William's being modest.  He's one of the "several" he mentions...

> -----Original Message-----
> From: Lefkovics, William [mailto:[EMAIL PROTECTED]] 
> Sent: Thursday, January 03, 2002 12:49 PM
> To: Exchange Discussions
> Subject: RE: Basic Exchange 2K questions
> 
> 
> Several of the people here have written or contributed to 
> those books.  This
> forum will compliment your reading.
> 
> William
> 
> -----Original Message-----
> From: Michael Anderson [mailto:[EMAIL PROTECTED]]
> Sent: Thursday, January 03, 2002 9:50 AM
> To: Exchange Discussions
> Subject: RE: Basic Exchange 2K questions
> 
> 
> Thanks everyone for your input -
> 
> I just ordered every book under the sun for EX2K from Amazon - so
> I hope once I read through all of them, I will have a deeper
> understanding of how this whole thing works.
> 
> Most of the issues, is me being out of the Exchange loop for so
> long, but I always admired Exchange - but was always scared off
> by it's complexity.  But now, I simply cannot ignore it's
> wonderful features any longer - and it's time to jump back on
> the wagon once again.
> 
> I am still getting nothing but 'Access Denied' through the OWA
> and am ready to bash my head into a wall soon - if I can't
> get this crazy thing working soon.  Are there any articles
> that cover this topic in depth?
> 
> Arghhhhhhhhhhhhhh!
> 
> Thanks -
> 
> Mike
> 
> -----Original Message-----
> From: [EMAIL PROTECTED]
> [mailto:[EMAIL PROTECTED]]On Behalf Of Lefkovics,
> William
> Sent: Thursday, January 03, 2002 11:25 AM
> To: Exchange Discussions
> Subject: RE: Basic Exchange 2K questions
> 
> 
> 1) Exchange2000 is 'self-tuning' (Is that Scharff laughing?). 
>  There is no
> performance optimiser, though third parties may be testing something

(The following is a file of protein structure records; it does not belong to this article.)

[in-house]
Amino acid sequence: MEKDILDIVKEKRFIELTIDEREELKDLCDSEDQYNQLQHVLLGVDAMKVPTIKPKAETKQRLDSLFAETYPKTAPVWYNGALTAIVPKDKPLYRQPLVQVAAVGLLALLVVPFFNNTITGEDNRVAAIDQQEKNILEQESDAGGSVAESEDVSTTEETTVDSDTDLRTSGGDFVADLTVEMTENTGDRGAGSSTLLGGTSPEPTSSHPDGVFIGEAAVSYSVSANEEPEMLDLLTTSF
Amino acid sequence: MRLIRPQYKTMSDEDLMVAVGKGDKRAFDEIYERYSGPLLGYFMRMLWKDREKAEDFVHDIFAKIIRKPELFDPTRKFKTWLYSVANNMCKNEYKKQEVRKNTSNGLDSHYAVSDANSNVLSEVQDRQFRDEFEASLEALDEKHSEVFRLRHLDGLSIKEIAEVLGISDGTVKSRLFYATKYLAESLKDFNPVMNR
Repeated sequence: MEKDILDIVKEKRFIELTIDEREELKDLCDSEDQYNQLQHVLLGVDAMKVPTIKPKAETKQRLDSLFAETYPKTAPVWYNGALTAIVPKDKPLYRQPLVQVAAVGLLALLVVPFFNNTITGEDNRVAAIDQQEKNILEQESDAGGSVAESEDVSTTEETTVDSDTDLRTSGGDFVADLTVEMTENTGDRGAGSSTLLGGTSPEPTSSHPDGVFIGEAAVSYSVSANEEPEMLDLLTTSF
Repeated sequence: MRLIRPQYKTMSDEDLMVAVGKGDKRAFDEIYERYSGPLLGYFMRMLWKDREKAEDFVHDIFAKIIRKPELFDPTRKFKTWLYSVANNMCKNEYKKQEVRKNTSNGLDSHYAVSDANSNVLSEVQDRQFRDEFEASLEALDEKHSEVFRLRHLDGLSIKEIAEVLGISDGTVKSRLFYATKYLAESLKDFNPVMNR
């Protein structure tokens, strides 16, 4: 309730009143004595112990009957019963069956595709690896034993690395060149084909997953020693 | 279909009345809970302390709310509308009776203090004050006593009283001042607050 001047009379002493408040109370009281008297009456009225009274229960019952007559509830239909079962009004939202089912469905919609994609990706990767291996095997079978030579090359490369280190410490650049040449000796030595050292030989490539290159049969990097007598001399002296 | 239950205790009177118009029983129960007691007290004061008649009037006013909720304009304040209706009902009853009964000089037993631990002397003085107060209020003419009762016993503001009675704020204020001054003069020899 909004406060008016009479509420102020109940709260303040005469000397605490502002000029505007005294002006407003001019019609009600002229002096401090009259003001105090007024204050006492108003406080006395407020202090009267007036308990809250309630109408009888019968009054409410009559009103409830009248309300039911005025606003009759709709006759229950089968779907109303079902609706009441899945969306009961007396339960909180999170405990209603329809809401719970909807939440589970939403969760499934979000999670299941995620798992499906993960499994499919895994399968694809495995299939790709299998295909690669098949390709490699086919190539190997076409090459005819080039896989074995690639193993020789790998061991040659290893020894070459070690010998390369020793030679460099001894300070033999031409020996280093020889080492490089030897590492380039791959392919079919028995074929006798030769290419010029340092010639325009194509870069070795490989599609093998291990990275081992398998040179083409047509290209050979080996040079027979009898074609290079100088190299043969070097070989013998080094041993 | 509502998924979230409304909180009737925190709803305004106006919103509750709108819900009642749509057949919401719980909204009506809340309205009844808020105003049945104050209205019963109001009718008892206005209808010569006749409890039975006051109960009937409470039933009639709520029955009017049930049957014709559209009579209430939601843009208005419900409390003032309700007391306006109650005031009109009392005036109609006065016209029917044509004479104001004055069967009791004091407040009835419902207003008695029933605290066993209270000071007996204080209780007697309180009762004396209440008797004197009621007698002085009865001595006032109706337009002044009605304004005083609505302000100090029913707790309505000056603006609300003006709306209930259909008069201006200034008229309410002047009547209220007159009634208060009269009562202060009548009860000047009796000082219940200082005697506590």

> similar.
> 
> 2) Exchange5.x uses its own directory services.  The 
> directory database was
> stored in a file called dir.edb.  Exchange2000 does not 
> maintain its own
> directory, but rather leverages the power and benefits of 
> Active Directory.
> Exchange information is now across all domain controllers and 
> accessible
> using ADSI or GUIs for AD.
> 
> 3) Exchange2000 seems to believe the admin/installer is 
> capable of assessing
> drive optimisation.  Standard database and transaction log 
> location follow
> setups as they were in 5.x.
> 
> 4) The M:\ drive is there for IFS.  However, I think it should not be
> visible by default as this has caused more problems than 
> benefit.  It also
> may not be there in future releases.  Not many people are using IFS
> correctly.
> http://msdn.microsoft.com/library/default.asp?url=/library/en-
> us/wss/wss/_es
> dk_arch_win2k_ntfsifs.asp
> 
> William Lefkovics, MCSE-NT4, MCSE-W2K, A+, ExchangeMVP
> -----------------------------------------------------------
> Why just ride, when you can fly?
> http://www.airborne.net
> -----------------------------------------------------------
> Rent this space: [EMAIL PROTECTED]
> 
> 
> -----Original Message-----
> From: Michael Anderson [mailto:[EMAIL PROTECTED]]
> Sent: Thursday, January 03, 2002 9:10 AM
> To: Exchange Discussions
> Subject: Basic Exchange 2K questions
> 
> 
> Hello,
> 
> Are there any articles out there that explain why there are such
> radical changes since Exchange 5.x -> 2000?
> 
> For example, maybe all of you can shed some light on 3 questions:
> 
> 1. In 5.x - part of the install was a performance test of the system
>    and all the hard drives - and it would suggest or let you specify
>    where the message store and log files should go.
> 
> 2. Why is Active Directory such a huge component of Exchange 2000
>    functioning?
> 
> 3. Why the heck does most of the data reside on a single drive by
>    default?  This question sort of reverts back to question #1 -
>    and it just seems silly for the install process to not want to
>    take advantage of multiple volumes, for performance reasons.
> 
> 4. What's up with this "M" Drive?  I know it's a virtual drive, but
>    it's just such an odd way for storing data.  Especially when you
>    are trying to view the contents of the M Drive - you can only do
>    it inside of Explorer, or Browsing through Folders.  If you try
>    to expand the tree inside of the IIS Utility, it gives an error
>    of not being able to list all the subdirectories.  It's just plain
>    weird.
> 
> Thank you ALL so much for your answers -
> 
> Best Regards,
> 
> Mike
> 
> 
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